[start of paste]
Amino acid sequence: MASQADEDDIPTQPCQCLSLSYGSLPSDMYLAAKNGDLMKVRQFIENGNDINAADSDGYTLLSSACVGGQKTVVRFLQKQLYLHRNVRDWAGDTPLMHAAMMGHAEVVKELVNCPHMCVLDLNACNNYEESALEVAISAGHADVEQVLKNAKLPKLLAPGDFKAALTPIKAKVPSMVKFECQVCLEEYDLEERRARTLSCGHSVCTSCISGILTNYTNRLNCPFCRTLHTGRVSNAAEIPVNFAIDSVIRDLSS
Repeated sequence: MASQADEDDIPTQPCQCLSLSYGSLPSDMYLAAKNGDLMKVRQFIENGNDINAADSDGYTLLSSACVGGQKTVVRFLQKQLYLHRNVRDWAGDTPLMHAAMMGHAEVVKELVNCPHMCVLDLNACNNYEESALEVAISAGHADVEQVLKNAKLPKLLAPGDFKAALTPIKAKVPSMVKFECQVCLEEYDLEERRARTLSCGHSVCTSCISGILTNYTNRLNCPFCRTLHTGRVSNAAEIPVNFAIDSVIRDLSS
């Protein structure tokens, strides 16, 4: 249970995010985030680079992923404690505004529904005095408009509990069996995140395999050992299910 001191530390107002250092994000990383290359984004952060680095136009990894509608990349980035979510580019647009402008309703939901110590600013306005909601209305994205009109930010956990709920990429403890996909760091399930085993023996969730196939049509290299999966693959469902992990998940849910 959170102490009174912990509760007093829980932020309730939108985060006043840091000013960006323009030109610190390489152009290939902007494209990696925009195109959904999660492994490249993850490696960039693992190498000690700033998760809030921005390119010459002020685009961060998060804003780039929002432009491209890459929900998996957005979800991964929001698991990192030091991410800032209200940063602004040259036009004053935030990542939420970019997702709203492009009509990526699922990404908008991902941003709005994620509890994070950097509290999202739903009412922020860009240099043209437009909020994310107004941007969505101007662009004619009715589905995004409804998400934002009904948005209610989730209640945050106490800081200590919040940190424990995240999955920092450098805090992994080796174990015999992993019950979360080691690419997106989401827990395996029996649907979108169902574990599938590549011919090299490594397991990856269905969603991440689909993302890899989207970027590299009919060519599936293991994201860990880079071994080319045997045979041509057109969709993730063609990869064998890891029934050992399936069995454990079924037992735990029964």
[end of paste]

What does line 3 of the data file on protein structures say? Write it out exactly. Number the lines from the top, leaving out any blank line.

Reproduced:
């Protein structure tokens, strides 16, 4: 249970995010985030680079992923404690505004529904005095408009509990069996995140395999050992299910 001191530390107002250092994000990383290359984004952060680095136009990894509608990349980035979510580019647009402008309703939901110590600013306005909601209305994205009109930010956990709920990429403890996909760091399930085993023996969730196939049509290299999966693959469902992990998940849910 959170102490009174912990509760007093829980932020309730939108985060006043840091000013960006323009030109610190390489152009290939902007494209990696925009195109959904999660492994490249993850490696960039693992190498000690700033998760809030921005390119010459002020685009961060998060804003780039929002432009491209890459929900998996957005979800991964929001698991990192030091991410800032209200940063602004040259036009004053935030990542939420970019997702709203492009009509990526699922990404908008991902941003709005994620509890994070950097509290999202739903009412922020860009240099043209437009909020994310107004941007969505101007662009004619009715589905995004409804998400934002009904948005209610989730209640945050106490800081200590919040940190424990995240999955920092450098805090992994080796174990015999992993019950979360080691690419997106989401827990395996029996649907979108169902574990599938590549011919090299490594397991990856269905969603991440689909993302890899989207970027590299009919060519599936293991994201860990880079071994080319045997045979041509057109969709993730063609990869064998890891029934050992399936069995454990079924037992735990029964």